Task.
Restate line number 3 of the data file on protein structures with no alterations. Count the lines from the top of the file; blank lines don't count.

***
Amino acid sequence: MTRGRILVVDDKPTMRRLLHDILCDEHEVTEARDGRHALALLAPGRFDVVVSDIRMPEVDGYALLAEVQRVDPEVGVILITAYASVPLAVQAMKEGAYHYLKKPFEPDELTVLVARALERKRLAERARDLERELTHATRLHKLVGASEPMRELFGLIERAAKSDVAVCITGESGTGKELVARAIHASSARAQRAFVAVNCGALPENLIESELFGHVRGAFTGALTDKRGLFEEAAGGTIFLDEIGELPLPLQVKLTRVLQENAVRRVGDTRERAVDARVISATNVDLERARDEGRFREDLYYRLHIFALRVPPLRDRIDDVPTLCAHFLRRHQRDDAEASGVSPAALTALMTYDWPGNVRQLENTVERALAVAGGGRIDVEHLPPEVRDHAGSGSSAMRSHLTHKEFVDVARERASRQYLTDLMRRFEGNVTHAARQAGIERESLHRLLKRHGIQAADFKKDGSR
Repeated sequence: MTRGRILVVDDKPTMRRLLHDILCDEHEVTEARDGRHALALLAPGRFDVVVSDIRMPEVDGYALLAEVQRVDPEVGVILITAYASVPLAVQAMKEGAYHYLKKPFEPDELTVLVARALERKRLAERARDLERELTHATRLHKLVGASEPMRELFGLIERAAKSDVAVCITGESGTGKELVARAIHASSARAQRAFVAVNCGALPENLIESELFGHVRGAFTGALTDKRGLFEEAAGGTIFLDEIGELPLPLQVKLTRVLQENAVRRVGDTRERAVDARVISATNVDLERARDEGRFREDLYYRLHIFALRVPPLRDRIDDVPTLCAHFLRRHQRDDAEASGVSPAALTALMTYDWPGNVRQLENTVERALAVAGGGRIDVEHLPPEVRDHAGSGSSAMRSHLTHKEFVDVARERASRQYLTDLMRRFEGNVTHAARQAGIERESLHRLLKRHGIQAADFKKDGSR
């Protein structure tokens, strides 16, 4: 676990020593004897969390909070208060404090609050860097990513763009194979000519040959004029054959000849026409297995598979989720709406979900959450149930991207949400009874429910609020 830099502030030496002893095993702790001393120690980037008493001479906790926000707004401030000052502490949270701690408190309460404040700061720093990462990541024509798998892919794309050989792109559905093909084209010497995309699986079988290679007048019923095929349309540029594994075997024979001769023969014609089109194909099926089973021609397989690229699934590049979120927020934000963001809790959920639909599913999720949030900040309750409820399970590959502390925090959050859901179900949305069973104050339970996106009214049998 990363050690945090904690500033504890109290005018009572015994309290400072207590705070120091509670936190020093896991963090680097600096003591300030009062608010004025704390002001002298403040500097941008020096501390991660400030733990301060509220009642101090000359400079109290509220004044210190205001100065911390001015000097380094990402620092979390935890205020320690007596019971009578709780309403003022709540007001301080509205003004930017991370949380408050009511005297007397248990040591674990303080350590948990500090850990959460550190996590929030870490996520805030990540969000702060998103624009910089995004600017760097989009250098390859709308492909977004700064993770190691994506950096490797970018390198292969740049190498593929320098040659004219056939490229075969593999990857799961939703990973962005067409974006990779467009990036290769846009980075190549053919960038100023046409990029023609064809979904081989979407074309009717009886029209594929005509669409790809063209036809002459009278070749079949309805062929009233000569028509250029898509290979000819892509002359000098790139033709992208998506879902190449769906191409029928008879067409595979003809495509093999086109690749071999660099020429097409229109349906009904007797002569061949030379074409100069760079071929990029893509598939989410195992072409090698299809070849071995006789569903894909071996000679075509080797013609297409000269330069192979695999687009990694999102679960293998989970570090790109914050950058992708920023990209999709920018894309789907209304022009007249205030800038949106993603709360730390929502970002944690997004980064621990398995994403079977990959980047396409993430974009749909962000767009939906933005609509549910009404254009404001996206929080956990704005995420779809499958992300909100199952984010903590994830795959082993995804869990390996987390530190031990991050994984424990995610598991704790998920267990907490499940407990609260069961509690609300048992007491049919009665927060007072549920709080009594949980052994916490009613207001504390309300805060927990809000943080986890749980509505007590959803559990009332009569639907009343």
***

């Protein structure tokens, strides 16, 4: 676990020593004897969390909070208060404090609050860097990513763009194979000519040959004029054959000849026409297995598979989720709406979900959450149930991207949400009874429910609020 830099502030030496002893095993702790001393120690980037008493001479906790926000707004401030000052502490949270701690408190309460404040700061720093990462990541024509798998892919794309050989792109559905093909084209010497995309699986079988290679007048019923095929349309540029594994075997024979001769023969014609089109194909099926089973021609397989690229699934590049979120927020934000963001809790959920639909599913999720949030900040309750409820399970590959502390925090959050859901179900949305069973104050339970996106009214049998 990363050690945090904690500033504890109290005018009572015994309290400072207590705070120091509670936190020093896991963090680097600096003591300030009062608010004025704390002001002298403040500097941008020096501390991660400030733990301060509220009642101090000359400079109290509220004044210190205001100065911390001015000097380094990402620092979390935890205020320690007596019971009578709780309403003022709540007001301080509205003004930017991370949380408050009511005297007397248990040591674990303080350590948990500090850990959460550190996590929030870490996520805030990540969000702060998103624009910089995004600017760097989009250098390859709308492909977004700064993770190691994506950096490797970018390198292969740049190498593929320098040659004219056939490229075969593999990857799961939703990973962005067409974006990779467009990036290769846009980075190549053919960038100023046409990029023609064809979904081989979407074309009717009886029209594929005509669409790809063209036809002459009278070749079949309805062929009233000569028509250029898509290979000819892509002359000098790139033709992208998506879902190449769906191409029928008879067409595979003809495509093999086109690749071999660099020429097409229109349906009904007797002569061949030379074409100069760079071929990029893509598939989410195992072409090698299809070849071995006789569903894909071996000679075509080797013609297409000269330069192979695999687009990694999102679960293998989970570090790109914050950058992708920023990209999709920018894309789907209304022009007249205030800038949106993603709360730390929502970002944690997004980064621990398995994403079977990959980047396409993430974009749909962000767009939906933005609509549910009404254009404001996206929080956990704005995420779809499958992300909100199952984010903590994830795959082993995804869990390996987390530190031990991050994984424990995610598991704790998920267990907490499940407990609260069961509690609300048992007491049919009665927060007072549920709080009594949980052994916490009613207001504390309300805060927990809000943080986890749980509505007590959803559990009332009569639907009343």